Comparison shopping refinance mortgage rates and fees from different lenders can be a confusing and frustrating process. In addition to comparing mortgage rates from today’s best mortgage lenders you need to shop closing costs. The trick to comparison shopping is to only compare lender fees from identical mortgage programs. If you’re comparing fees from different programs across different lenders you’re not making an apples-to-apples comparison.
What mortgage fees can you expect to pay? One of the most important is the loan origination fee. This is paid to the person or company arranging your home loan. Many brokers will tell you that one percent is standard for the mortgage origination fee. I’ve reviewed community credit unions that charge as little as $400 for their loan origination fee which is one of the reasons comparison shopping is so important.
Other closing costs to consider include mortgage processing, underwriting fees, attorney fees, title insurance, recording fees and pro-rated taxes and insurance. Fortunately, the new Good Faith Estimate makes it easy to comparison shop mortgage lender fees across identical programs.
How to Use the Good Faith Estimate to Compare Mortgage Fees
The government recently revamped the Good Faith Estimate making it much more useful for refinance rate shoppers. First, when shopping refinance mortgage rates make sure the quotes you’re requesting do not include discount points. You’ll find that lenders like to quote refinance mortgage rates based on paying discount points because it makes their interest rates seem more attractive.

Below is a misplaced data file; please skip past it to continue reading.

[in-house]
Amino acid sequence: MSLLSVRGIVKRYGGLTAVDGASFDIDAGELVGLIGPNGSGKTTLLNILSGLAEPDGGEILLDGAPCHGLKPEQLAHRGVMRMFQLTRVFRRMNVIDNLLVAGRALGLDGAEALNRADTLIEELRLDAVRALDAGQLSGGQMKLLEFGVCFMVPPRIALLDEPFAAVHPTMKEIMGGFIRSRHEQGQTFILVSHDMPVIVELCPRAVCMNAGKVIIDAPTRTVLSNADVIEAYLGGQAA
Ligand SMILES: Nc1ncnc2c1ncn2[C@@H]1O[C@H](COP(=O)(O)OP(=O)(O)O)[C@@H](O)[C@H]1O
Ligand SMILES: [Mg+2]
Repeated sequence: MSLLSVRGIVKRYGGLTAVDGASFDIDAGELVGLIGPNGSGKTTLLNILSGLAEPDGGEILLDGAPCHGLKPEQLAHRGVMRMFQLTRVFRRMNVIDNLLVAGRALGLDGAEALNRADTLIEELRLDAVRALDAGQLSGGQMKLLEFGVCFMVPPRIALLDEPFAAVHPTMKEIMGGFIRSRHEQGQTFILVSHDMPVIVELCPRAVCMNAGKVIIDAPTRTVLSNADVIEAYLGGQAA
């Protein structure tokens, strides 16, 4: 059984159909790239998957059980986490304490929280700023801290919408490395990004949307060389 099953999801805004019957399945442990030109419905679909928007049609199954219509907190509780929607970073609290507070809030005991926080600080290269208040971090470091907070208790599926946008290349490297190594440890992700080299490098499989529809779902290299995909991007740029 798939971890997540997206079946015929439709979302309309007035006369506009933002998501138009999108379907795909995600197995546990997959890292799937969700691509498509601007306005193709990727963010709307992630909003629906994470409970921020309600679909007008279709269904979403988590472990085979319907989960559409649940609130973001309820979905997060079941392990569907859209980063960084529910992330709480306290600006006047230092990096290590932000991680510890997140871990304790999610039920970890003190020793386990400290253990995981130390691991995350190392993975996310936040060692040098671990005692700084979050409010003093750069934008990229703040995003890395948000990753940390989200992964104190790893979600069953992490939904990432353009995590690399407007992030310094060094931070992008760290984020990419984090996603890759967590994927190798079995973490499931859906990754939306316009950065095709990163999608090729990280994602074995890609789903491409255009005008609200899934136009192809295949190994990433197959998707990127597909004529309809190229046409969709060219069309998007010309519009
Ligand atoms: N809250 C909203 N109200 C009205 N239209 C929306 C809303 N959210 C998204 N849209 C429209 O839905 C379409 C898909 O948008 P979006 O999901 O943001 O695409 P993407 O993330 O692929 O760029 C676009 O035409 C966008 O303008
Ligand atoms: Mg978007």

Agreeing to pay discount points used to make sense when home loans came with double digit interest rates in the 1980s. These days refinance mortgage rates are at historically low levels making points a waste of money. If you’re curious how paying this fee to the lender affects your payments there is a table on page three of your Good Faith Estimate; however, most homeowners do not benefit from paying points.
Remember, the less you pay closing on your new home loan, the more you’ll benefit from current refinance mortgage rates. Start with the loan origination fee fount on page two, box 1a. Next, look at any yield spread premium in box 2a. This is a credit generated by accepting higher than market refinance mortgage rates that is used to pay your origination fee and other closing costs. If you’re taking this lender credit you’re not getting the lowest interest rate possible and your monthly payments will be higher.